Workers at the Royal Ordnance Factory in Liverpool, England inspect the finished Sten guns. Photo | Imperial War Musuem
This period also fine-tuned the relationship between the state and independent contractors, with the former establishing laws governing them in order to leverage their overwhelming advantage. Other strategies were also employed to both suppress the price the Crown paid for materiel and to make sure that no single contractor held too big a stake in the supply chain.
In her book “Empire of Guns,” Priya Satia details this entire process and destroys the myth that the Industrial Revolution was the result of a cotton-picking machine when even a cursory look at the history shows that it was guns and a state engaged in perpetual war that laid the foundations of our current economic paradigm.
Now, we stand on the threshold of the so-called “Fourth Industrial Revolution” in a world that has perfected weapons of war to atomic levels. New ‘cyberweapons’ are being forged and it is only fitting that the war industry, led today by the United States, would return to its origins to maintain its own monopoly on human suffering and devastation in the name of profit.
The public-private partnership has been another significant trend that also mirrors a ubiquitous trend in Victorian England. But, in today’s world, a parallel legal system has grown alongside the state’s war industry and is also now at the disposal of the corporations who wish to dispute any deal, leading to considerable delays in the execution of contracts.
Cases like the JEDI suit affect the military readiness goals of the national security state if it cannot move forward with a particular initiative due to litigation. Another recent case is holding up the Cybersecurity Infrastructure and Security Agency’s (CISA) efforts to centralize inflow and outflow of data regarding cyber-threats.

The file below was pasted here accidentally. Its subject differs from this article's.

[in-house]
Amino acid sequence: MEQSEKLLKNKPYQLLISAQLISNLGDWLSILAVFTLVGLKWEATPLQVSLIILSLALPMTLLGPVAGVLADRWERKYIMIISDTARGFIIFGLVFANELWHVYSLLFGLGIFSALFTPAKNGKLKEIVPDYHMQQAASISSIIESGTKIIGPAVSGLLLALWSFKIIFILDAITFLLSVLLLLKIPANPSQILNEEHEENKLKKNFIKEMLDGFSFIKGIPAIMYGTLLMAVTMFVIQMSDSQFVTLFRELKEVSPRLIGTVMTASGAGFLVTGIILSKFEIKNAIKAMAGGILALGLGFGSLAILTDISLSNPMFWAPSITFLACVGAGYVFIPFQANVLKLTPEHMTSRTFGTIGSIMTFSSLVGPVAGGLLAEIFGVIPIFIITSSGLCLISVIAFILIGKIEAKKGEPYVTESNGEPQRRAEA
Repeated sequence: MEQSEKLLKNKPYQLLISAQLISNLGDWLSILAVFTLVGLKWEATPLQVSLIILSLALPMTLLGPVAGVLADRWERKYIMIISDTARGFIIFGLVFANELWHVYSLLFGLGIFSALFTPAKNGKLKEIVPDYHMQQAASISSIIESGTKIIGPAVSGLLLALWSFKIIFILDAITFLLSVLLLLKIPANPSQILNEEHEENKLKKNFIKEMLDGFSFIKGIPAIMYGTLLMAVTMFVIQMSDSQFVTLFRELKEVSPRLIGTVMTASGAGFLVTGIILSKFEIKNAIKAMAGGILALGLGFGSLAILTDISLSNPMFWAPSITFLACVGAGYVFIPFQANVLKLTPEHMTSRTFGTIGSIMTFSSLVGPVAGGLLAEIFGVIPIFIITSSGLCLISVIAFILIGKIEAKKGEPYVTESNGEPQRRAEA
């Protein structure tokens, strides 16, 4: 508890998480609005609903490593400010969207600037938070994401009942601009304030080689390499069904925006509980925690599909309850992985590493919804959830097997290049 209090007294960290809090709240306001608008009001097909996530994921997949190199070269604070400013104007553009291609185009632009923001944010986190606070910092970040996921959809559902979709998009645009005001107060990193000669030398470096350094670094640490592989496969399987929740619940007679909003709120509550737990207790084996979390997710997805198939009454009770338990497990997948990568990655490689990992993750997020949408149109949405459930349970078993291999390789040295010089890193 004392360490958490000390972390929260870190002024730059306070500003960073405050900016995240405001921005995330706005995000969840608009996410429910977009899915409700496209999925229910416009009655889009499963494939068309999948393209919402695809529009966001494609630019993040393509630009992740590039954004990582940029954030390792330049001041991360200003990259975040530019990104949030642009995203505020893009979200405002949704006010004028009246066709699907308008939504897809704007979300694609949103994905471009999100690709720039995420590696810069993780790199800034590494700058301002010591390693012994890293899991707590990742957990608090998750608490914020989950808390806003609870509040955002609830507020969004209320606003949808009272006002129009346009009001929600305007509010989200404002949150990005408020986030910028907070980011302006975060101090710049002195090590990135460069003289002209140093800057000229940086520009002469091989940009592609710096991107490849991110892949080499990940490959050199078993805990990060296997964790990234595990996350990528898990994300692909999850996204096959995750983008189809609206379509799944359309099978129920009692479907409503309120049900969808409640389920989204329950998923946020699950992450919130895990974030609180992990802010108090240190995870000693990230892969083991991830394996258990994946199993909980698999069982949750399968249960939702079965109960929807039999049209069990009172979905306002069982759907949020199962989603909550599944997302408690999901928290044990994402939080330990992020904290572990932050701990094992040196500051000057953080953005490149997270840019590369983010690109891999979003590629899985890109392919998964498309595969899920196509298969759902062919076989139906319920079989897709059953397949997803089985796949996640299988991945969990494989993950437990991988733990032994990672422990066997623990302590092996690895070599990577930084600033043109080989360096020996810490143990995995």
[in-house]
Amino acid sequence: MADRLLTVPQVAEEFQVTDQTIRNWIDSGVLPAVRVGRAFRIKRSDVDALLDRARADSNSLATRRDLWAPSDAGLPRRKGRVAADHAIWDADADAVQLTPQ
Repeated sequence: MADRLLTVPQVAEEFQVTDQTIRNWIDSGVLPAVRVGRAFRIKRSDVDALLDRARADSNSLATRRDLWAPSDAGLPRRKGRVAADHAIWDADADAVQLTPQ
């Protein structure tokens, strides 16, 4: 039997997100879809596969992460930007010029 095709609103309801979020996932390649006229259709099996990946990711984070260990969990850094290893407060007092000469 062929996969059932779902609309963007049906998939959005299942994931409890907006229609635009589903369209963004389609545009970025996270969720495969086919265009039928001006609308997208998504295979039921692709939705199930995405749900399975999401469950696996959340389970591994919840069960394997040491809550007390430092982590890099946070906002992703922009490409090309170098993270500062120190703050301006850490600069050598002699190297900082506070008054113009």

In October, the Government Services Agency (GSA), awarded a $13 Million-dollar contract to a company called EnDyna to “create a centralized database that agencies can use to report, discover and take actions against cyber threat information.” A much larger competitor, HackerOne, filed a protest questioning the award on grounds of failure to meet eligibility requirements and the smaller company’s competence to carry out the work.
Technicalities like these can hold up a project in court for years, so it makes perfect sense for the state-run war industry to return to its roots and apply the tried and true principles of divide and conquer against the people making their guns, whether real or virtual. By taking the first few spots on the Big Tech pecking order and putting them in a room to duke it out for a government contract, the war establishment is recognizing the growing power of these firms and is unleashing the CIA to curb it and diminish threats to the supply chain of the twenty-first century’s permanent war economy.
Feature photo | The Central Intelligence Agency flag is displayed, partially cast in a shadow. David Goldman | AP
Raul Diego is a MintPress News Staff Writer, independent photojournalist, researcher, writer and documentary filmmaker.